If your only goal is to see how two shafts compare for you for a given stroke speed, shot distance, cloth condition, and cue elevation, you can use whatever speed you want. But you will not be able to directly compare your experience with anybody else’s experience; and if you don’t hit the CB at the exact same speed with the exact same cue elevation with each shaft, your comparison might be flawed.
To measure a shaft’s “natural pivot length,” you must measure squirt only, and not the combined effects of squirt and swerve (AKA squerve). One way to do this (e.g., in a cue testing machine, or on a table with a rail removed) is to position the cue perfectly level so there will be no swerve. With a perfectly level cue, the pivot length measurement would be the same regardless of shot speed. A perfectly level cue is not possible at a pool table since the cue must be elevated slightly to clear over the rails. With cue elevation, swerve is unavoidable. However, if you use fast speed over a short distance, swerve will be negligible. If you don’t use a perfectly level cue or a short distance shot at fast speed, you will not be measuring the “natural pivot length” of the shaft. Instead, you will be measuring the “effective pivot length” for a given shot distance, shot speed, cue elevation, and cloth conditions. This would make it nearly impossible to accurately compare one shaft to another especially with different people doing tests with different strokes on different tables. If you instead measure the “natural pivot length,” this will be the exact number for that shaft that anybody could measure on any table. And to know how two shafts might compare (without having to physically test them yourself), all you need to know is the “natural pivot length” for each shaft.
For more information, see the Rules of CB Deflection (Squirt) Testing.
Is there a pivot point for a cue that will compensate for throw and/or swerve in addition to squirt?
Unfortunately, the amount of throw varies with cut angle, shot speed, type of english, amount of topspin or bottom-spin, and ball conditions. Also, swerve depends on shot speed, shot distance, cue elevation, amount and type of sidespin/roll, and ball/cloth conditions. Therefore, it is difficult to predict a required cue pivot point to compensate for anything more than squirt. Maybe this could be done for medium speed shots, at medium distances, with a medium amount of sidespin (with a consistent amount of draw or follow); but otherwise, aim-and-pivot aim compensation alone is not adequate to account for all of the subtleties associated with squirt, swerve, and throw. Having said all of that, aim-and-pivot methods (e.g., BHE and/or FHE) can still be very helpful to many players on many shots.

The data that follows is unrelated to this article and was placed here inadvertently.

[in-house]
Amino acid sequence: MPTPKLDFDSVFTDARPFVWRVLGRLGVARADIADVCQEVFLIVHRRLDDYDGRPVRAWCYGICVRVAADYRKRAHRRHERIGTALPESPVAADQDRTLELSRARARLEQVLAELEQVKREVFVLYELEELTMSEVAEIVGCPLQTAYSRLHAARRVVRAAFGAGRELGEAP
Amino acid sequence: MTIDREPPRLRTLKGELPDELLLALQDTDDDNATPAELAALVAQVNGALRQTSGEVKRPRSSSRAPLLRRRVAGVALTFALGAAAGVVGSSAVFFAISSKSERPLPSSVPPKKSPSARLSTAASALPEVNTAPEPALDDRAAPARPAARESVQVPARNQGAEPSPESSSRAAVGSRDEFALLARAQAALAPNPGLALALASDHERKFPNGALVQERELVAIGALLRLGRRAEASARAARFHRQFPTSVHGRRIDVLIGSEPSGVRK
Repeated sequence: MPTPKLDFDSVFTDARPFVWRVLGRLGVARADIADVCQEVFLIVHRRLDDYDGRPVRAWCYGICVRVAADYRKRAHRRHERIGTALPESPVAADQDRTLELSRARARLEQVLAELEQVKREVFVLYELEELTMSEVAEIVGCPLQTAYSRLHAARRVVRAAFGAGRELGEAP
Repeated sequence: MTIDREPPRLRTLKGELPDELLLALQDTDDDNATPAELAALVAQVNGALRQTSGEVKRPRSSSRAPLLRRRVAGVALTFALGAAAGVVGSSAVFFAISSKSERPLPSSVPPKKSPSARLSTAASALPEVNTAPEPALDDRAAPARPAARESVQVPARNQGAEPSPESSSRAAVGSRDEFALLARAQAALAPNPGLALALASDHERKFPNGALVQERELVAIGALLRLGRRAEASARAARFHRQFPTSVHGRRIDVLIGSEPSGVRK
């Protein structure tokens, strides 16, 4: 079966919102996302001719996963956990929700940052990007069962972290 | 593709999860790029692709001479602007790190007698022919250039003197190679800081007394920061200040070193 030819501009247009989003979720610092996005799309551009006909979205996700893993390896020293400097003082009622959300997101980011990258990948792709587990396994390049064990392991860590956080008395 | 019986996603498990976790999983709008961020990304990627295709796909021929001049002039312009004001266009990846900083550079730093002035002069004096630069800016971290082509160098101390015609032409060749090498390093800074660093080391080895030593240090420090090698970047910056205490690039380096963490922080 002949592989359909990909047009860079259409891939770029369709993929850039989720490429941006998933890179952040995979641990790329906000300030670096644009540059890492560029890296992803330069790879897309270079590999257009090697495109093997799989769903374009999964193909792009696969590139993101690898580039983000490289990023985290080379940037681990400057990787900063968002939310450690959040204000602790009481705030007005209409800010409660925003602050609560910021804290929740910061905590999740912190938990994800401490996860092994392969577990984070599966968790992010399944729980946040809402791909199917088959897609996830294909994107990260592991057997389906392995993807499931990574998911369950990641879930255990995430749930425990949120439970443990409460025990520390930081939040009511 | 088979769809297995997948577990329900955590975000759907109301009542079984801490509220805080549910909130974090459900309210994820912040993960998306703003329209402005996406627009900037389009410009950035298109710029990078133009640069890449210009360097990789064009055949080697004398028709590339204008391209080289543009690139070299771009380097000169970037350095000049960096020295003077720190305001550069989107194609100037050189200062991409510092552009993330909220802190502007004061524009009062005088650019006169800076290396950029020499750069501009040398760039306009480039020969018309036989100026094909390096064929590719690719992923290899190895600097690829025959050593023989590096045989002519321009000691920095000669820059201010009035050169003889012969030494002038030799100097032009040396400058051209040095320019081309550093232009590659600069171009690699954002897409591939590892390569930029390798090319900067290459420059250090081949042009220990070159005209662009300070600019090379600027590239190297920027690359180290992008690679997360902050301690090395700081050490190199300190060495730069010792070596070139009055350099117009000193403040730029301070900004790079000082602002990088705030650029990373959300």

How much CB deflection does a cue of given natural pivot length produce?
TP B.1 uses physics and math to predict the natural pivot length for a cue from squirt angle measurements. Here are some of the conclusions supported by the analysis:
– Squirt angle varies nearly linearly with tip offset, and tip offset varies nearly linearly with cue pivot angle. This is what makes the BHE and FHE methods effective, provided swerve and throw are also taken into consideration (see aim compensation using sidespin).
– A cue’s natural pivot length does vary a little with both tip offset and tip shape (radius), so when comparing different cues with experimental measurements, it is important to use the same tip shape and the same amount of tip offset (english) for each cue.
– Cue pivot lengths reported by Platinum Billiards report a range from 8 inches (for a “high-squirt” cue) to 14 inches (for a “low-squirt” cue). Numbers from Colin’s procedure (see above) seem to back up this range.
– Expected cue pivot lengths reported in Ron Shepard’s 2001 paper “Everything you Always Wanted to Know About Cue Ball Squirt, but Were Afraid to Ask” appear to be much too large. He reports a range from 10 inches (for a “high-squirt” cue) to 50 inches (for a “low-squirt” cue).
For more information about squirt (AKA “cue ball deflection”) and how it is related to the natural pivot length of a cue, see the squirt (cue ball deflection) resource page.
from Patrick Johnson:
Knowing your cue’s Pivot Length is the basis for a simple method of visualizing squirt correction that can reduce the guesswork.
Pivot Length is the distance from your cue’s tip to its Pivot Point, the place to pivot your cue to apply squirt-correcting backhand english. This is because (here’s the useful part ->) Pivot Length is the distance the CB travels to be off target by exactly the same distance as your Tip Offset from the CB’s center.
That means you should aim your shot one Tip Offset to the side of your target for each Pivot Length between the CB and the OB (minus something for swerve).
Here’s a drawing with some detail about how to do that. For illustration it assumes a Pivot Length of exactly 12.5 inches (1 diamond on a 9-foot table), which is probably not an uncommon “high squirt” Pivot Length. Of course, each cue’s Pivot Length can be different.